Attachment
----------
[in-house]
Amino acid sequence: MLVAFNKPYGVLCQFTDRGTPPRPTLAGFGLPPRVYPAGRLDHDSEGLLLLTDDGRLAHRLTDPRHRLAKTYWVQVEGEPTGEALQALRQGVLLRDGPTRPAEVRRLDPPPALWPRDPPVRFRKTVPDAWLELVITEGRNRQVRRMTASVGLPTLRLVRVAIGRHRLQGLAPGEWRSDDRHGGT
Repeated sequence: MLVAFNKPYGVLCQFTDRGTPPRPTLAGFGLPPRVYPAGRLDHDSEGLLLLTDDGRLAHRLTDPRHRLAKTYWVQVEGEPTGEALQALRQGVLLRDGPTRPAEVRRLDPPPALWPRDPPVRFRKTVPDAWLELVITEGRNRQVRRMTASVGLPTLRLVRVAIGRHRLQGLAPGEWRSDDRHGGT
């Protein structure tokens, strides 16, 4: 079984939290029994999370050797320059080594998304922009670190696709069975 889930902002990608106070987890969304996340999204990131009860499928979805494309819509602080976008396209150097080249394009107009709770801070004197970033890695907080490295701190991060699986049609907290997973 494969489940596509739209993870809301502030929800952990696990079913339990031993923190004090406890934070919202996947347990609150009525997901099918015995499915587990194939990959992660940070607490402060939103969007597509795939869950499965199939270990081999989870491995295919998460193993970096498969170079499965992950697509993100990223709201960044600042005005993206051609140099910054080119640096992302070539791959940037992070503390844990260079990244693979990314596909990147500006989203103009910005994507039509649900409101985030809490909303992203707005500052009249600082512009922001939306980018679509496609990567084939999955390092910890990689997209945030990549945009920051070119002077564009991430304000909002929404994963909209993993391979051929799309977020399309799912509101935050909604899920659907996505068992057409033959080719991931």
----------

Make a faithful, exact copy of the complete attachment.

[in-house]
Amino acid sequence: MLVAFNKPYGVLCQFTDRGTPPRPTLAGFGLPPRVYPAGRLDHDSEGLLLLTDDGRLAHRLTDPRHRLAKTYWVQVEGEPTGEALQALRQGVLLRDGPTRPAEVRRLDPPPALWPRDPPVRFRKTVPDAWLELVITEGRNRQVRRMTASVGLPTLRLVRVAIGRHRLQGLAPGEWRSDDRHGGT
Repeated sequence: MLVAFNKPYGVLCQFTDRGTPPRPTLAGFGLPPRVYPAGRLDHDSEGLLLLTDDGRLAHRLTDPRHRLAKTYWVQVEGEPTGEALQALRQGVLLRDGPTRPAEVRRLDPPPALWPRDPPVRFRKTVPDAWLELVITEGRNRQVRRMTASVGLPTLRLVRVAIGRHRLQGLAPGEWRSDDRHGGT
């Protein structure tokens, strides 16, 4: 079984939290029994999370050797320059080594998304922009670190696709069975 889930902002990608106070987890969304996340999204990131009860499928979805494309819509602080976008396209150097080249394009107009709770801070004197970033890695907080490295701190991060699986049609907290997973 494969489940596509739209993870809301502030929800952990696990079913339990031993923190004090406890934070919202996947347990609150009525997901099918015995499915587990194939990959992660940070607490402060939103969007597509795939869950499965199939270990081999989870491995295919998460193993970096498969170079499965992950697509993100990223709201960044600042005005993206051609140099910054080119640096992302070539791959940037992070503390844990260079990244693979990314596909990147500006989203103009910005994507039509649900409101985030809490909303992203707005500052009249600082512009922001939306980018679509496609990567084939999955390092910890990689997209945030990549945009920051070119002077564009991430304000909002929404994963909209993993391979051929799309977020399309799912509101935050909604899920659907996505068992057409033959080719991931």